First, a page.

Often called “caps”, a crown is designed to replace the outer structure of a tooth that has been damaged by decay or trauma. The purpose of the crown is to allow the tooth to function as a solid unit. This is especially important in teeth which have suffered due to a large amount of decay, trauma, or even heavy wear.
Most teeth that have been treated by endodontic procedures (root canal treatment) will require a crown restoration. Traditional crowns are composed of a metal substructure covered by porcelain. More recent advancements in crown fabrication and cementation have allowed the development of crowns that consist of only porcelain.
If anesthetic has been used, your gums, lips and tongue may be numb for several hours, after the appointment. If possible, avoid any chewing and hot beverages until the numbness has completely worn off. When you are numb, it can be very easy to bite or burn your tongue or lip. If you must eat before the numbness has worn off, be careful, chew on the opposite side of your mouth, and eat only soft foods. After your numbness has completely worn off, you may chew on these teeth like normal. If you experience sensitivity to chewing, you should avoid the area until the sensitivity subsides. It can be normal to experience slight discomfort and soreness after having a crown(s) cemented, especially around the gum tissue and injections sites. Advil, Aleve or Tylenol work well to alleviate the tenderness. Take this medication as directed. Anytime a tooth has to be worked on, it is very irritating to the nerve of the tooth. The nerve responds by becoming inflamed. The most common post-operative symptoms of an inflamed nerve are sensitivity to cold and chewing. While the tooth heals, you should notice the sensitivity getting less frequent and less severe. Usually, after a few weeks, most patients will feel back to normal. However, occasionally, it can be normal for sensitivity to linger for an extended period of time, after a crown has been completed. Every patient and every tooth is different. If the tooth had extensive decay, or trauma, such as a fracture (crack), increased sensitivity would definitely be expected. Also, if a patient clenches or grinds their teeth, healing can be delayed. As long as the sensitivity is getting less frequent and less severe, then the tooth is healing. If the sensitivity increases in frequency, duration, or intensity, sometimes further treatment may be needed. Symptoms to watch for are sensitivity to hot, swelling of the gums or cheek, a bubble to appear on the gums near the tooth, intense pain that wakes you up in the night, or a constant, intolerable ache. If you have any of these symptoms, please call our office. We recommend that you avoid chewing in that area of the mouth, and/or maintain a soft diet while healing. Make sure to have excellent home care, especially around the area worked on, brushing at least twice a day, and flossing at least once a day. If you gums are very sore, rinse with diluted salt water or diluted anti-bacterial mouthwash. Take anti-inflammatory medication as directed, if needed, for pain. And wear a nightguard, if you normally wear one. If your bite feels uneven, if you have persistent pain, or if you have any other questions or concerns, please call our office at (770) 479-3713.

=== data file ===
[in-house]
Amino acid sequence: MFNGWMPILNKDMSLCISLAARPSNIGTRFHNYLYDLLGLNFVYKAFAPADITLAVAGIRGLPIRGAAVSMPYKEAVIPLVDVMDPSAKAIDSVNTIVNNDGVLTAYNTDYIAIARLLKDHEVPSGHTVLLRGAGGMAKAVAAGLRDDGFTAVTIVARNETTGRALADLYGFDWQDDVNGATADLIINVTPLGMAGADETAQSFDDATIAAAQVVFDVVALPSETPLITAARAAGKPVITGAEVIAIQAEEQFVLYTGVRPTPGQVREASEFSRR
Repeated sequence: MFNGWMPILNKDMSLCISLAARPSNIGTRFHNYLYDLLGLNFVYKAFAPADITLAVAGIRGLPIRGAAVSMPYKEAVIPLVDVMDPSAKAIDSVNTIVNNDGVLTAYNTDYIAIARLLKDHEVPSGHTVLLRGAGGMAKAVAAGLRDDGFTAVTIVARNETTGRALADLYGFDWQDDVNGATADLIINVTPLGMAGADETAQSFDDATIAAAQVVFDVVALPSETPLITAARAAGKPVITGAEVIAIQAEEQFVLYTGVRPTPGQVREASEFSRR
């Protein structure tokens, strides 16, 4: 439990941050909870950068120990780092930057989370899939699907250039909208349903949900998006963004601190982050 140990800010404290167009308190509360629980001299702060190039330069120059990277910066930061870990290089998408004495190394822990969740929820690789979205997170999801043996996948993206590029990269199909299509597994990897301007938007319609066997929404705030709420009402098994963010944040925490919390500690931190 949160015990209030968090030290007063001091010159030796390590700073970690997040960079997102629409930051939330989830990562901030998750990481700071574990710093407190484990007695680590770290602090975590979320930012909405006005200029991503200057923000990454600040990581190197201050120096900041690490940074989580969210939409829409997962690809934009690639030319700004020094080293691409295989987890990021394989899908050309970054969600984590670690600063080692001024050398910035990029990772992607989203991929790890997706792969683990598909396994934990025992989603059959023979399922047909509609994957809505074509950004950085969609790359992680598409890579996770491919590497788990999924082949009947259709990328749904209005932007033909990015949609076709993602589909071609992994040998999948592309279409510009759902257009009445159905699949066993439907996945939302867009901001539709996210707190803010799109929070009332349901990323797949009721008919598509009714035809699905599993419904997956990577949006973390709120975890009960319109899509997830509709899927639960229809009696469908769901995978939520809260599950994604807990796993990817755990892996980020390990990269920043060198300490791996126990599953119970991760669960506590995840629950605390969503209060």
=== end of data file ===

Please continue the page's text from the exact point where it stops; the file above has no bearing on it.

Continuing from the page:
You can read more under post operative instructions for Crown & Bridge.